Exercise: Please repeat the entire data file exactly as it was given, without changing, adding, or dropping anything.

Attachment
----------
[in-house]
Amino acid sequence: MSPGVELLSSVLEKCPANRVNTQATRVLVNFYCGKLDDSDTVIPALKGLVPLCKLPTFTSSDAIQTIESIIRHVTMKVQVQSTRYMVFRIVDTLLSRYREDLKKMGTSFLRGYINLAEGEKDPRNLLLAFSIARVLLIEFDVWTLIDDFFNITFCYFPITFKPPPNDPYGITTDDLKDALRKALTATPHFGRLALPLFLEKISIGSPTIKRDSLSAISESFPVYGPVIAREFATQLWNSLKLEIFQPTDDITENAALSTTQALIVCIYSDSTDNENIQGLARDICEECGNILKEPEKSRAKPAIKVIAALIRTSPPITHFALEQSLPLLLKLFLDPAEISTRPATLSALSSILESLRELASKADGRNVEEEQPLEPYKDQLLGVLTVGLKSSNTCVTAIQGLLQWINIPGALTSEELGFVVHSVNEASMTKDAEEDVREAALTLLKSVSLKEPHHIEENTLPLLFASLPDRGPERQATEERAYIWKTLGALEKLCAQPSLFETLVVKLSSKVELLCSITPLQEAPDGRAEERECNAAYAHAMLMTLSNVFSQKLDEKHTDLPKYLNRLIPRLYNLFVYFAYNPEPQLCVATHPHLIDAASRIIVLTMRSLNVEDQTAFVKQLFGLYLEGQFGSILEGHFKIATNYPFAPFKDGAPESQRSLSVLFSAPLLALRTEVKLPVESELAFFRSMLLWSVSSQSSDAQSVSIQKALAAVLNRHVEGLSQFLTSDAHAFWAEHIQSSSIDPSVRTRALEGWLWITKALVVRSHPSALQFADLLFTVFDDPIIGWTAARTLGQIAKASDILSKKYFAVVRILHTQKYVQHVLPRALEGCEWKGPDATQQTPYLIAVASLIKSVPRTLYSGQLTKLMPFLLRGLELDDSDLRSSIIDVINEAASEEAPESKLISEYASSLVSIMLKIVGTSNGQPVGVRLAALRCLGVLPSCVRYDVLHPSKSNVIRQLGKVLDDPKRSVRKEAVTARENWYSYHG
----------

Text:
[in-house]
Amino acid sequence: MSPGVELLSSVLEKCPANRVNTQATRVLVNFYCGKLDDSDTVIPALKGLVPLCKLPTFTSSDAIQTIESIIRHVTMKVQVQSTRYMVFRIVDTLLSRYREDLKKMGTSFLRGYINLAEGEKDPRNLLLAFSIARVLLIEFDVWTLIDDFFNITFCYFPITFKPPPNDPYGITTDDLKDALRKALTATPHFGRLALPLFLEKISIGSPTIKRDSLSAISESFPVYGPVIAREFATQLWNSLKLEIFQPTDDITENAALSTTQALIVCIYSDSTDNENIQGLARDICEECGNILKEPEKSRAKPAIKVIAALIRTSPPITHFALEQSLPLLLKLFLDPAEISTRPATLSALSSILESLRELASKADGRNVEEEQPLEPYKDQLLGVLTVGLKSSNTCVTAIQGLLQWINIPGALTSEELGFVVHSVNEASMTKDAEEDVREAALTLLKSVSLKEPHHIEENTLPLLFASLPDRGPERQATEERAYIWKTLGALEKLCAQPSLFETLVVKLSSKVELLCSITPLQEAPDGRAEERECNAAYAHAMLMTLSNVFSQKLDEKHTDLPKYLNRLIPRLYNLFVYFAYNPEPQLCVATHPHLIDAASRIIVLTMRSLNVEDQTAFVKQLFGLYLEGQFGSILEGHFKIATNYPFAPFKDGAPESQRSLSVLFSAPLLALRTEVKLPVESELAFFRSMLLWSVSSQSSDAQSVSIQKALAAVLNRHVEGLSQFLTSDAHAFWAEHIQSSSIDPSVRTRALEGWLWITKALVVRSHPSALQFADLLFTVFDDPIIGWTAARTLGQIAKASDILSKKYFAVVRILHTQKYVQHVLPRALEGCEWKGPDATQQTPYLIAVASLIKSVPRTLYSGQLTKLMPFLLRGLELDDSDLRSSIIDVINEAASEEAPESKLISEYASSLVSIMLKIVGTSNGQPVGVRLAALRCLGVLPSCVRYDVLHPSKSNVIRQLGKVLDDPKRSVRKEAVTARENWYSYHG